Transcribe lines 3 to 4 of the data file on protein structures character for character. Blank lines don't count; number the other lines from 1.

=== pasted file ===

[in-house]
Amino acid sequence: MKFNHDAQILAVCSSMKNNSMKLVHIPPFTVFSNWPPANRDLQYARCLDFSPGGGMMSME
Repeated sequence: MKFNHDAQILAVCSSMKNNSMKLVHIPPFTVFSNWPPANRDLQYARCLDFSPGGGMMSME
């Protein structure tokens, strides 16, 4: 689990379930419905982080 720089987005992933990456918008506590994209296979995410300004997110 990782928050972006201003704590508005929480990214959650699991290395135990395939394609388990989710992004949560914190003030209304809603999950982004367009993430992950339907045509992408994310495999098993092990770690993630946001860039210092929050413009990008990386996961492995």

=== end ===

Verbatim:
Repeated sequence: MKFNHDAQILAVCSSMKNNSMKLVHIPPFTVFSNWPPANRDLQYARCLDFSPGGGMMSME
């Protein structure tokens, strides 16, 4: 689990379930419905982080 720089987005992933990456918008506590994209296979995410300004997110 990782928050972006201003704590508005929480990214959650699991290395135990395939394609388990989710992004949560914190003030209304809603999950982004367009993430992950339907045509992408994310495999098993092990770690993630946001860039210092929050413009990008990386996961492995």